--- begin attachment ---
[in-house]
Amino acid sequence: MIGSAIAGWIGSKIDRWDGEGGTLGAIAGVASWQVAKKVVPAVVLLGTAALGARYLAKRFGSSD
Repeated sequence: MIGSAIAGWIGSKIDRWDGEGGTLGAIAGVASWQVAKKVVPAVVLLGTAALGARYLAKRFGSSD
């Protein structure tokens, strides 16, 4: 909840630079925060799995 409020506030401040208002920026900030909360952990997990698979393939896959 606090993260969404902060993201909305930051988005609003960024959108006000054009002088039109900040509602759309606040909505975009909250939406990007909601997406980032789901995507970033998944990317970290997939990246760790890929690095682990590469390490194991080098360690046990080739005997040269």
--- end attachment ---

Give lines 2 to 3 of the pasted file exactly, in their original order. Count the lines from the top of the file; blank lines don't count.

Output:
Amino acid sequence: MIGSAIAGWIGSKIDRWDGEGGTLGAIAGVASWQVAKKVVPAVVLLGTAALGARYLAKRFGSSD
Repeated sequence: MIGSAIAGWIGSKIDRWDGEGGTLGAIAGVASWQVAKKVVPAVVLLGTAALGARYLAKRFGSSD